Parades, bonfires, and hope are the themes in the North

Despite the refusal of hardliners on both sides to embrace the peace and new spirit of cooperation in Northern Ireland, there are hopeful signs of change.

The signing of the Good Friday agreement in 1998 has nearly eliminated the bombings and sectarian killings that took place 20, 30, and 45 years ago.

Though the horrendous and divisive so called “peace walls” still separate and divide communities, Nationalists and Unionists are able to communicate and get along. Even the politicians, when out of the public eye and behind closed doors, are able to laugh and agree with each other.

It is very hard, however, to erase the hurt and sadness of the years past. This month, on July 11 and July 12, we will witness towering bonfires and “in your face “parades taking place all over Northern Ireland celebrating a Protestant army’s victory over a Catholic army 300 years ago. The Unionists call this “preserving our culture”; the Nationalists call it continuous insulting behavior.
How bad was it years ago?

On May 17 1974, Unionist paramilitaries decided to attack the Republic of Ireland, exploding large bombs in Dublin that killed 33 civilians and injured 300 more. The bombings were the deadliest attack of the “Troubles.” Most of the victims were young women, and there was a five-month-old child.

The Nationalist/ Republican paramilitaries also committed killings and bombings, focusing their attacks mostly on the British army and local police forces. It was a desperate time in Irish history. Does the resentment against such acts ever go away?
Such was the anger that British Prime Minister Margaret Thatcher refused to stop the ten hunger strikers from dying in a prison protest against British rule.

But all of that essentially stopped after the Good Friday agreement was approved on May 22, 1998. On that day 94.3 percent of the voting public in The Republic of Ireland and 71.1 percent of the voting public in Northern Ireland accepted the agreement. It was a great achievement by good- hearted men and women on both sides.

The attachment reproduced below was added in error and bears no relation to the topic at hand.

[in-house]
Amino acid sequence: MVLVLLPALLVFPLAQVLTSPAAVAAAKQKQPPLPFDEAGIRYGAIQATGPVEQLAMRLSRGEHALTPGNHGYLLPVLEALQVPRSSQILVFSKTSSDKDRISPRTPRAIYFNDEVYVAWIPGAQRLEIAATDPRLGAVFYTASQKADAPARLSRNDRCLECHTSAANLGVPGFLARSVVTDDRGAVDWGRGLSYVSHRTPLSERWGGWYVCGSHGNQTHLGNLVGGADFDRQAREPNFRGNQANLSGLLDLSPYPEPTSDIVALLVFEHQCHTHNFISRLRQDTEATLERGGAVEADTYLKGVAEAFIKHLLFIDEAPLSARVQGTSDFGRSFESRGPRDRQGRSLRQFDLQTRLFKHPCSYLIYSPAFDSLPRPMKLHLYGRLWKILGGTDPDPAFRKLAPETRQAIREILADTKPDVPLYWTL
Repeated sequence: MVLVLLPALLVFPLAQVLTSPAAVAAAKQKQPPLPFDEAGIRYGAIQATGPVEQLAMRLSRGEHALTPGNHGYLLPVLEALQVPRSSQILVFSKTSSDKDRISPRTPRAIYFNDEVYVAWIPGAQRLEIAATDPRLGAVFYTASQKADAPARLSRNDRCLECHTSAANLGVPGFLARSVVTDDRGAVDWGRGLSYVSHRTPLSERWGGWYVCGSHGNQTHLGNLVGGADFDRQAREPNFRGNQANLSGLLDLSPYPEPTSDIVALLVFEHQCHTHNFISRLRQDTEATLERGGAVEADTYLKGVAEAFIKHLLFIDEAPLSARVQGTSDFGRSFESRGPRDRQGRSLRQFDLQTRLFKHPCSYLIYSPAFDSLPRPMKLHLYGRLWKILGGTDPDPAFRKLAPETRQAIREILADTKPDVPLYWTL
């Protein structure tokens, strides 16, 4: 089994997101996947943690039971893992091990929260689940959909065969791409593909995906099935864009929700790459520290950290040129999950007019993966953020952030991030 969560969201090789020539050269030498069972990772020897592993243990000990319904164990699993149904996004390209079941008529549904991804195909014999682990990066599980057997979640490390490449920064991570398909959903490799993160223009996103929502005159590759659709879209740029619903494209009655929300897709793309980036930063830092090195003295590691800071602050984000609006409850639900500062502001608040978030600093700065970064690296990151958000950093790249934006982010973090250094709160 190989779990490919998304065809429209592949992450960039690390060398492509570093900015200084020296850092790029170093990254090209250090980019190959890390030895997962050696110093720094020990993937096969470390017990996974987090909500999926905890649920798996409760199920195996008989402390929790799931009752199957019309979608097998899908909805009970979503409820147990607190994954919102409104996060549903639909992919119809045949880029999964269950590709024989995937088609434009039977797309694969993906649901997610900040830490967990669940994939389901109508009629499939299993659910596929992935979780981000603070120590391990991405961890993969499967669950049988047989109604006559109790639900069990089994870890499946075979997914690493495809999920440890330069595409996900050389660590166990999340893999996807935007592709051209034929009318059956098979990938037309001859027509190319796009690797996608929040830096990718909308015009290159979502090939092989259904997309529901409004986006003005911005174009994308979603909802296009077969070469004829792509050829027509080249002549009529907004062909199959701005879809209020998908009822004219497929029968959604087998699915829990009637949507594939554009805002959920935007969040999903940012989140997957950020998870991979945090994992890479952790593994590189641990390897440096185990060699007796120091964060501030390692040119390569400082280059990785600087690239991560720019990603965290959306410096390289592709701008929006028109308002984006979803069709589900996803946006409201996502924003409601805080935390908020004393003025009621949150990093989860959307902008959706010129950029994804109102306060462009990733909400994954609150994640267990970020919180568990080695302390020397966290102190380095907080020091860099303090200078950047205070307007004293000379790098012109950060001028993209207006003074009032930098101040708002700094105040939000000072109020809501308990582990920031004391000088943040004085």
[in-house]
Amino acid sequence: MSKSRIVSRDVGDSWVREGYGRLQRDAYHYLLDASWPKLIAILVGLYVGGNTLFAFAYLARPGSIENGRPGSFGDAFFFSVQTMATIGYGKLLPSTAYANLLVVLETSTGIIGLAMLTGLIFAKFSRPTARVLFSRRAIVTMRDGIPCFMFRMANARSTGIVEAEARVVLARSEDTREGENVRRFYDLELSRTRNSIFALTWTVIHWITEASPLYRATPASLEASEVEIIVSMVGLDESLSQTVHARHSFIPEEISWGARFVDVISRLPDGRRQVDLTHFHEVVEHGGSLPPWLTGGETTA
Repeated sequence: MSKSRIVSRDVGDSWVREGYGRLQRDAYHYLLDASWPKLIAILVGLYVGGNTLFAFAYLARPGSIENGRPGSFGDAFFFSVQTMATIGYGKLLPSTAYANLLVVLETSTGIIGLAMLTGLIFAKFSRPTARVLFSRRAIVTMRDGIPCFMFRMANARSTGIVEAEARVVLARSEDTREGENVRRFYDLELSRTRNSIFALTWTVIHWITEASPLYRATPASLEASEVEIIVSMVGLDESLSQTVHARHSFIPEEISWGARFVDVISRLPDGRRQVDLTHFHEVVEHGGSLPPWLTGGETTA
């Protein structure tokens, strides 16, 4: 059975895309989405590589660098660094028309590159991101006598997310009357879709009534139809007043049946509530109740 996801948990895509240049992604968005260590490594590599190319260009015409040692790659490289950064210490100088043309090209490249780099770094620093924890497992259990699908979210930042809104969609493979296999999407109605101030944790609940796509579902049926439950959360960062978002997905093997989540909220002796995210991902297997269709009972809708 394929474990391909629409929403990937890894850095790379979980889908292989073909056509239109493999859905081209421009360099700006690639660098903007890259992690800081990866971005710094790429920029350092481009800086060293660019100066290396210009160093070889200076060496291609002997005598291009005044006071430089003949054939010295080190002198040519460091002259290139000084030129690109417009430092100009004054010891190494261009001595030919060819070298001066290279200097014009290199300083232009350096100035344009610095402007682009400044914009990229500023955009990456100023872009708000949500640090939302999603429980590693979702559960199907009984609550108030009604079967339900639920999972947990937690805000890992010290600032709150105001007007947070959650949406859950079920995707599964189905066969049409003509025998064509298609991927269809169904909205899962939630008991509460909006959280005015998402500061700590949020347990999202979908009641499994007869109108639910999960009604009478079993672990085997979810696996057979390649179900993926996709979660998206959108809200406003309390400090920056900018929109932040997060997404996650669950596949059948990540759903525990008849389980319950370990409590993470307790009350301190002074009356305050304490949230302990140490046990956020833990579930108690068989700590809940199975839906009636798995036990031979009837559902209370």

Unfortunately, a few members of Nationalist /Republican paramilitaries, now known as dissidents, have refused moves towards peace, and commited occasional violence. Just as unfortunately, some Unionists continue ro refuse to accept the new diverse society and continue protesting and asserting their ascendancy.

This month, on July 11, towering bonfires, some subsidized by the government as community activities, will be set alight, 50- to 100- foot pyres in the name of the Protestant king’s victory hundreds of years ago. The smoke from these tire-filled towers will be around for many days.

The next day, July 12, is the big day. The Orange Order, a group of approximately 80,000 anti-Catholic men and women, will conduct parades throughout Northern Ireland. These parades are the cause of substantial trouble. They are a source of frequent rioting, severe injury, and expensive policing costs. There are not just three or four of these parades; there are hundreds of them during the summer. Many Catholics I have known simply leave Northern Ireland, taking their families on vacation to avoid any problems.

One Orange Order Parade marches by St Patrick’s church in Belfast. Three years ago, band members stopped to urinate on the church steps as they passed by. Many bands will play and sing famous anti-Catholic songs, insulting the pope with obscene language.

In an effort to control a march in North Belfast, the Parades Commission has prohibited the playing of music in front of Catholic churches, and for this year a band must stop playing 43 meters before and after passing the church. Hardline unionist DUP politicians started screaming. Nigal Dodds, a former Paisley follower who is reputed ready to take over after current First Minister Peter Robinson leaves, screamed the loudest at any restrictions.

The feelings go so deep that a Unionist group has set up a permanent protest site in North Belfast. Manned 24 hours a day by unionist protesters, it has been there for over two years and is referred to in the Belfast newspapers as the “Twaddell Camp.” According to the police it costs hundreds of thousands of British pounds annually to prevent trouble at the site. That is money that could be used to help solve some of Northern Ireland’s budget problems.

How does all this happen when the vast majority on both sides want to simply live their lives in peace?

Is it because no one is able to take on the troublemakers? Is it because one side is waiting for the voters to take action? Is it because the London government does not care to get its hands dirty? It is hard to believe that after all these years, government leadership is still allowing such divisiveness.

Let’s watch and see what happens this year on July 11 and July 12.